[jcifs] ntlmv2

Michael B Allen mba2000 at ioplex.com
Thu Dec 2 03:06:37 GMT 2004

On Wed, 1 Dec 2004 17:18:47 -0800
"O'Rourke, James" <jorourke at rsasecurity.com> wrote:

> I'm not sure what you mean by saying you do not support NTLMv2. I
> thought that's what the result was when making lmCompatitibility=5. 

No. The lmCompatibility levels are defined my MS. We do not support all
levels. In particular we do not support full NTLMv2. However if you choose
an NTLMv2 lmCompatibility level it may still work because we do support LMv2
which is accepted as a suitable alternative. To what extent I'm not certain
because another guy did all the serious NTLM work.

Google for "ntlm jcifs" for stuff posted by Eric like this:


[Note I'm working on extended security right now]

> Essentially, we are acting as a proxy between the client and domain
> controller. 
> The client makes a request, we get a challenge via
> SmbSession.getChallenge(dc), send that back as a type2 message
> (constructed using Type2Message ( type1, challenge, null );), and then
> get the Type3 response from the browser (IE), create a Type3 message via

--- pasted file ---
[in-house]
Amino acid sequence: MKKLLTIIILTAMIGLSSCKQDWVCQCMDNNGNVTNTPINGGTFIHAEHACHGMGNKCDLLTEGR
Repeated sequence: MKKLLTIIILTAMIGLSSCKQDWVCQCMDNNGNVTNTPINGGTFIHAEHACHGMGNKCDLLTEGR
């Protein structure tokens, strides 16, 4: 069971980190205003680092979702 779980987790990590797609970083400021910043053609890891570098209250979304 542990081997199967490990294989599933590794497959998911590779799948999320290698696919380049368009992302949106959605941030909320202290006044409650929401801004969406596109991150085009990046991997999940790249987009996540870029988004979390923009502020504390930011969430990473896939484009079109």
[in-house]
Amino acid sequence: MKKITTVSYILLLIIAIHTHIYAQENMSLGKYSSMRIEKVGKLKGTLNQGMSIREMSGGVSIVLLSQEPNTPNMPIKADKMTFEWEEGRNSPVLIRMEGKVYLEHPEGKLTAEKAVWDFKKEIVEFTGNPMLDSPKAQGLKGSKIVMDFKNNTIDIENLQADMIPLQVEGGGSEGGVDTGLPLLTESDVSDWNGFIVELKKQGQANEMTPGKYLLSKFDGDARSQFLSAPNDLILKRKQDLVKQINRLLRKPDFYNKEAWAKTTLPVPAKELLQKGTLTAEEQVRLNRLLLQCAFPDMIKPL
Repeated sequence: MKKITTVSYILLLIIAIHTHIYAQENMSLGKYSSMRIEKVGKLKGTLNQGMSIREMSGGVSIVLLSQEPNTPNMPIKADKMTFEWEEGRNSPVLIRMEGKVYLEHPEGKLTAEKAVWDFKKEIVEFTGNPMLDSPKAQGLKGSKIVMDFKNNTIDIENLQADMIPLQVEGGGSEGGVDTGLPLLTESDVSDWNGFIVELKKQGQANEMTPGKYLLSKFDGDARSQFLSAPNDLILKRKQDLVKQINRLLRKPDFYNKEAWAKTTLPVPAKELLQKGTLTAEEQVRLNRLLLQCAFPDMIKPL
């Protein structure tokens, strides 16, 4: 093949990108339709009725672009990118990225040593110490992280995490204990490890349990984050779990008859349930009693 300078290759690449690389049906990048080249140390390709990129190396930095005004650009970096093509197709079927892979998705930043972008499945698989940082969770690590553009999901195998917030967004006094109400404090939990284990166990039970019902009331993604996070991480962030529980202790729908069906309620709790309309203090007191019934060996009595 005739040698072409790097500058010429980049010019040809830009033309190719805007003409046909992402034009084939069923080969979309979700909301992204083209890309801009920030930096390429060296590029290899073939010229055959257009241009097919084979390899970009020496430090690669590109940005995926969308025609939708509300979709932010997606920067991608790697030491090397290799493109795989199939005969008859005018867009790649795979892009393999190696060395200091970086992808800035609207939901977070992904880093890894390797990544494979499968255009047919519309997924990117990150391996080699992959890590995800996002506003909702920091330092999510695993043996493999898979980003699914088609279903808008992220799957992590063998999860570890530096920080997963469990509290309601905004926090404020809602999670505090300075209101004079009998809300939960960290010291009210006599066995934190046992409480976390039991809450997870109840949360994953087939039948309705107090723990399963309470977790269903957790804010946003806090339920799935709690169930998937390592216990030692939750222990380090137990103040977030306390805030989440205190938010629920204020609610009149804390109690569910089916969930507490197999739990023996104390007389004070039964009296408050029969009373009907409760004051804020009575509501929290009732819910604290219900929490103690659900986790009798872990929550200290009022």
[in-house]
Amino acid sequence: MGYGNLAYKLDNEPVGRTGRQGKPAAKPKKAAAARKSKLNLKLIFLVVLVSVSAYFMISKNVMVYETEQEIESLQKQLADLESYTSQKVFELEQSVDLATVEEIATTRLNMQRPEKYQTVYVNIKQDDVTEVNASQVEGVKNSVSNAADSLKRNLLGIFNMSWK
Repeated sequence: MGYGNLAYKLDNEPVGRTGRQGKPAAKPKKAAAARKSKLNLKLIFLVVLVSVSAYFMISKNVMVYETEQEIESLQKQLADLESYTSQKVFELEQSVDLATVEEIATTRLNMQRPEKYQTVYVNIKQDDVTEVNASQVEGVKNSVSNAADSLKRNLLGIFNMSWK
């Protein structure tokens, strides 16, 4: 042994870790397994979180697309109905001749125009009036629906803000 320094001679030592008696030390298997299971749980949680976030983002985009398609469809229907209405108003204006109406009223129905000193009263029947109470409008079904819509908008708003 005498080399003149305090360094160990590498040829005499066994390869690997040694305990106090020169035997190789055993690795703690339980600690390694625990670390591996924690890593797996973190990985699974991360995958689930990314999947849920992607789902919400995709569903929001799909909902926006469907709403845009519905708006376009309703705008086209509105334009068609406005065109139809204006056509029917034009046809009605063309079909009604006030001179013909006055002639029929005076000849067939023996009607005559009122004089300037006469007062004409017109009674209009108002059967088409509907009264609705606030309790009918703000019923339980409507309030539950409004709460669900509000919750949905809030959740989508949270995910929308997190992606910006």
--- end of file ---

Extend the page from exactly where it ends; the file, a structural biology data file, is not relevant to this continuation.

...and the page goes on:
Yeah, that's basically what the NTLM HTTP Filter does but we need extended
security to do NTLMv2 proper.

> What we are seeing is when lmCompatitibility=5, and security settings on
> the machine with IE is set to Send NTLMv2 Responses Only under LAN
> Manager Authentication Level (as well as for the domain controllers), we
> only succeed when we enter the domain name is uppercase on IE. We tried
> switching this in our code, but it did not work, and it would be problem
> as it is IE which is generating the Type3Message essentially. When
> lmCompatibility is <= 3, we can succeed with lowercase domain name. 

I don't understand. Are you saying you applied the toUpperCase() fix to
src/ntlmssp/Type3Message.java and it still didn't work?

> I hope this doesn't seem terse, I just wanted to get the details down
> here. 

Unfortunately I don't know "the details". Even though Eric has run off he
documented his work fairly well [1]. You might review that. I've actually
been leaning toward skipping NTLM and focusing Kerberos instead to stay
ahead of the curve.


[1] http://davenport.sourceforge.net/ntlm.html

Greedo shoots first? Not in my Star Wars.

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